Figure 7 - uploaded by Matthias Trapp
Content may be subject to copyright.
Direct-manipulation metaphors for changing the projector parameters interactively. For simplicity. the images show only a single object part of the virtual 3D model shown in Figure 1. 

Direct-manipulation metaphors for changing the projector parameters interactively. For simplicity. the images show only a single object part of the virtual 3D model shown in Figure 1. 

Source publication
Conference Paper
Full-text available
This paper presents a novel interactive rendering technique for creating and editing shadings for man-made objects in technical 3D visualizations. In contrast to shading approaches that use intensities computed based on surface normals (e.g., Phong, Gooch, Toon shading), the presented approach uses one-dimensional gradient textures, which can be pa...

Contexts in source publication

Context 1
... changing the projector settings P using a widget-based user interface, the prototyp- ical implementation enables the manipulation using direct- manipulation metaphors [Shn87]. Figure 7 shows a concep- tual overview of the supported metaphors that can be used with mouse or pen interaction devices, as well as touch in- terfaces. After a user pressed on a selected scene object ( Fig. 7(a)) the following four manipulation modes are available: ...
Context 2
... P using a widget-based user interface, the prototyp- ical implementation enables the manipulation using direct- manipulation metaphors [Shn87]. Figure 7 shows a concep- tual overview of the supported metaphors that can be used with mouse or pen interaction devices, as well as touch in- terfaces. After a user pressed on a selected scene object ( Fig. 7(a)) the following four manipulation modes are ...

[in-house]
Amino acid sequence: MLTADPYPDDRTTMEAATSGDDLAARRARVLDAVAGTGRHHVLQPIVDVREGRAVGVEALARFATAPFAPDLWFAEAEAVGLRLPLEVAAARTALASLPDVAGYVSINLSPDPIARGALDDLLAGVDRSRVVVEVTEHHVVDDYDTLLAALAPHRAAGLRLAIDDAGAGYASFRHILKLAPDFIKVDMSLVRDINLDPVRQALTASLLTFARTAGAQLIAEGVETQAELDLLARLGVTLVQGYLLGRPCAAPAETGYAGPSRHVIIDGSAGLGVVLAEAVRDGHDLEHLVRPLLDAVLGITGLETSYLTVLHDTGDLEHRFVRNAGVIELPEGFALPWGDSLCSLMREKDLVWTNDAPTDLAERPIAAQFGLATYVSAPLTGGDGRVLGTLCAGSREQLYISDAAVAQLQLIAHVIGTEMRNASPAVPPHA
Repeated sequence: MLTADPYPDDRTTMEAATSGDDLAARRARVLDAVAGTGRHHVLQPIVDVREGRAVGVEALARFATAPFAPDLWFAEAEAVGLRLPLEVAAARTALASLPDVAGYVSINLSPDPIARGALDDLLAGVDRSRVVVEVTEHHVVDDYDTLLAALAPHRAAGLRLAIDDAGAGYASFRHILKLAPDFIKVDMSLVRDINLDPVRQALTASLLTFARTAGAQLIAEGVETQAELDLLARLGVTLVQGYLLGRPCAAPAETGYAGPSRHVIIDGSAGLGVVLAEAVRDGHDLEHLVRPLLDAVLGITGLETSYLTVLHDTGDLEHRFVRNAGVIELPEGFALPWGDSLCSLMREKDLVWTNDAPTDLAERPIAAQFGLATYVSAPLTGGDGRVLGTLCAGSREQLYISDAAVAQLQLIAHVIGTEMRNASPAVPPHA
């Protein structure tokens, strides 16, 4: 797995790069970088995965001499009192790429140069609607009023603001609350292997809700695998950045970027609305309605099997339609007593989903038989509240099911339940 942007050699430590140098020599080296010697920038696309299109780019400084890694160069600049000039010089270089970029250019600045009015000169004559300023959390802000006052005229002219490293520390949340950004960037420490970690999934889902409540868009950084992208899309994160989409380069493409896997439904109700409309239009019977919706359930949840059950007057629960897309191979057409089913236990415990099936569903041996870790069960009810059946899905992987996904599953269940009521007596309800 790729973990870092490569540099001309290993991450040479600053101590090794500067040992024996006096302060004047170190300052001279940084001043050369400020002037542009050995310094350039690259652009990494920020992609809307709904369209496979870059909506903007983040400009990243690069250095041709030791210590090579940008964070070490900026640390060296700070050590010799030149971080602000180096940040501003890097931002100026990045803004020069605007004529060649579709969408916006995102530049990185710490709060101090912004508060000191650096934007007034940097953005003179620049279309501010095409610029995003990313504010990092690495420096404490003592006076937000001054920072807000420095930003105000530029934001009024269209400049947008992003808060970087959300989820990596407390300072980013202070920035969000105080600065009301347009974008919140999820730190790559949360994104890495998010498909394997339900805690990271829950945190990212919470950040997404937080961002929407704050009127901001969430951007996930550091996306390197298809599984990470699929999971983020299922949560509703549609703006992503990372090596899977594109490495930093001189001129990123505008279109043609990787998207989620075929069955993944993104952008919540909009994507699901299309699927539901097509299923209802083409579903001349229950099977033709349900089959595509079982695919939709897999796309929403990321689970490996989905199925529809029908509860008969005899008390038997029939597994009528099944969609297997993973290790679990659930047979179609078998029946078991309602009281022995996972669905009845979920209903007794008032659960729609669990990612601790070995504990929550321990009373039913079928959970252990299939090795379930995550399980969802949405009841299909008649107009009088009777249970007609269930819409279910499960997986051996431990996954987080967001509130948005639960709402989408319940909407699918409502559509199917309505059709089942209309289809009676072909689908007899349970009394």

Context 3
... A user can explicitly change the anchor point a by simply dragging the rendered gradient over the viewport ( Fig. 7(b)). Thereby, the anchor point is translated parallel to the reference plane defined by the bounding volume approximation using the offset between the current cursor position and the first hit. A single click centers the an- chor point under the cursor. For MOS, the offset is evenly propagated to all selected objects. Scale: Using this ...
Context 4
... first hit. A single click centers the an- chor point under the cursor. For MOS, the offset is evenly propagated to all selected objects. Scale: Using this interaction mode, a user can modify the scale s of a gradient without changing its direction or an- chor point. Modifying the scale of a gradient results in shorting or widening the gradient (Fig. 7(c)). If MOS is used, the scale value is set for all selected objects. Direction: This mode enables to manipulate a gradient's direction by rotating the direction vector d around the anchor point a (Fig. 7(d)). If MOS is used, the gradient vector of each object is rotated around the same angle using the respective axis ...
Context 5